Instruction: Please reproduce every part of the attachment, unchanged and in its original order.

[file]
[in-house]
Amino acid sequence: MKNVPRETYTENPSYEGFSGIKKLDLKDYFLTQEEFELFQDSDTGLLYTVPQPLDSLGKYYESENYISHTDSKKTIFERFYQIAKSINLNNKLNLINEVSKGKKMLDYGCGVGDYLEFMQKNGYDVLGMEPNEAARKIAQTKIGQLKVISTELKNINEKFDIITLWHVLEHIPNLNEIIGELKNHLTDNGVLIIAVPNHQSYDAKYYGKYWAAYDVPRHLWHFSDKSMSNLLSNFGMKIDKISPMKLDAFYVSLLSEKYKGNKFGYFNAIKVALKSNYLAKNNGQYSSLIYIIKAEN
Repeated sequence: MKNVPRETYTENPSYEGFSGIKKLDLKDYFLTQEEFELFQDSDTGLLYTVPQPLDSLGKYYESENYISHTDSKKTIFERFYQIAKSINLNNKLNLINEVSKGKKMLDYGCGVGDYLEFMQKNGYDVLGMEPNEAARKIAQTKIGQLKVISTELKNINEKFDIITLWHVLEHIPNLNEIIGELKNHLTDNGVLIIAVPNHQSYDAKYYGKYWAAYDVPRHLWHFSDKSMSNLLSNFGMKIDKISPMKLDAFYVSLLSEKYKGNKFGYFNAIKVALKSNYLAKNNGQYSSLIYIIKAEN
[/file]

[in-house]
Amino acid sequence: MKNVPRETYTENPSYEGFSGIKKLDLKDYFLTQEEFELFQDSDTGLLYTVPQPLDSLGKYYESENYISHTDSKKTIFERFYQIAKSINLNNKLNLINEVSKGKKMLDYGCGVGDYLEFMQKNGYDVLGMEPNEAARKIAQTKIGQLKVISTELKNINEKFDIITLWHVLEHIPNLNEIIGELKNHLTDNGVLIIAVPNHQSYDAKYYGKYWAAYDVPRHLWHFSDKSMSNLLSNFGMKIDKISPMKLDAFYVSLLSEKYKGNKFGYFNAIKVALKSNYLAKNNGQYSSLIYIIKAEN
Repeated sequence: MKNVPRETYTENPSYEGFSGIKKLDLKDYFLTQEEFELFQDSDTGLLYTVPQPLDSLGKYYESENYISHTDSKKTIFERFYQIAKSINLNNKLNLINEVSKGKKMLDYGCGVGDYLEFMQKNGYDVLGMEPNEAARKIAQTKIGQLKVISTELKNINEKFDIITLWHVLEHIPNLNEIIGELKNHLTDNGVLIIAVPNHQSYDAKYYGKYWAAYDVPRHLWHFSDKSMSNLLSNFGMKIDKISPMKLDAFYVSLLSEKYKGNKFGYFNAIKVALKSNYLAKNNGQYSSLIYIIKAEN